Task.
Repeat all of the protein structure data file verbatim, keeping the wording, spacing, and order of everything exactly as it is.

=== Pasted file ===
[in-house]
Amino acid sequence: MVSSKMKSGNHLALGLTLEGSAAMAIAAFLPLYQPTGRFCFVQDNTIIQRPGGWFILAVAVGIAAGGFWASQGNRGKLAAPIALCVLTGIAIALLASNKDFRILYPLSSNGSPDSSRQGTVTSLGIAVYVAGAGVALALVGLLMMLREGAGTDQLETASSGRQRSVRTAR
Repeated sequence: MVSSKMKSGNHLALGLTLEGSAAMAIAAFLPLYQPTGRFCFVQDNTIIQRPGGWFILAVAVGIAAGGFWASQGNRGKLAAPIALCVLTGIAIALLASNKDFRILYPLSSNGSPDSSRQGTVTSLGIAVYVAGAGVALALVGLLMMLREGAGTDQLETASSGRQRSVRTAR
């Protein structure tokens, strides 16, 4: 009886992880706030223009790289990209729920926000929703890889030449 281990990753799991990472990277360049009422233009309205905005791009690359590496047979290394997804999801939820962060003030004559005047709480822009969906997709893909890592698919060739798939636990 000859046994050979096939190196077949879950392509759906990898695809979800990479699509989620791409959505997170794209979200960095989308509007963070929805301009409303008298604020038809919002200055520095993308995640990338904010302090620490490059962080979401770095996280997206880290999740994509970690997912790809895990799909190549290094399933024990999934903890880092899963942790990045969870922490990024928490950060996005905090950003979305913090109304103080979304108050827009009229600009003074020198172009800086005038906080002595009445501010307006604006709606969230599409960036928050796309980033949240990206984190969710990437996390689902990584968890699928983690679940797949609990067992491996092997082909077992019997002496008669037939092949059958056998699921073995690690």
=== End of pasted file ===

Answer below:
[in-house]
Amino acid sequence: MVSSKMKSGNHLALGLTLEGSAAMAIAAFLPLYQPTGRFCFVQDNTIIQRPGGWFILAVAVGIAAGGFWASQGNRGKLAAPIALCVLTGIAIALLASNKDFRILYPLSSNGSPDSSRQGTVTSLGIAVYVAGAGVALALVGLLMMLREGAGTDQLETASSGRQRSVRTAR
Repeated sequence: MVSSKMKSGNHLALGLTLEGSAAMAIAAFLPLYQPTGRFCFVQDNTIIQRPGGWFILAVAVGIAAGGFWASQGNRGKLAAPIALCVLTGIAIALLASNKDFRILYPLSSNGSPDSSRQGTVTSLGIAVYVAGAGVALALVGLLMMLREGAGTDQLETASSGRQRSVRTAR
């Protein structure tokens, strides 16, 4: 009886992880706030223009790289990209729920926000929703890889030449 281990990753799991990472990277360049009422233009309205905005791009690359590496047979290394997804999801939820962060003030004559005047709480822009969906997709893909890592698919060739798939636990 000859046994050979096939190196077949879950392509759906990898695809979800990479699509989620791409959505997170794209979200960095989308509007963070929805301009409303008298604020038809919002200055520095993308995640990338904010302090620490490059962080979401770095996280997206880290999740994509970690997912790809895990799909190549290094399933024990999934903890880092899963942790990045969870922490990024928490950060996005905090950003979305913090109304103080979304108050827009009229600009003074020198172009800086005038906080002595009445501010307006604006709606969230599409960036928050796309980033949240990206984190969710990437996390689902990584968890699928983690679940797949609990067992491996092997082909077992019997002496008669037939092949059958056998699921073995690690």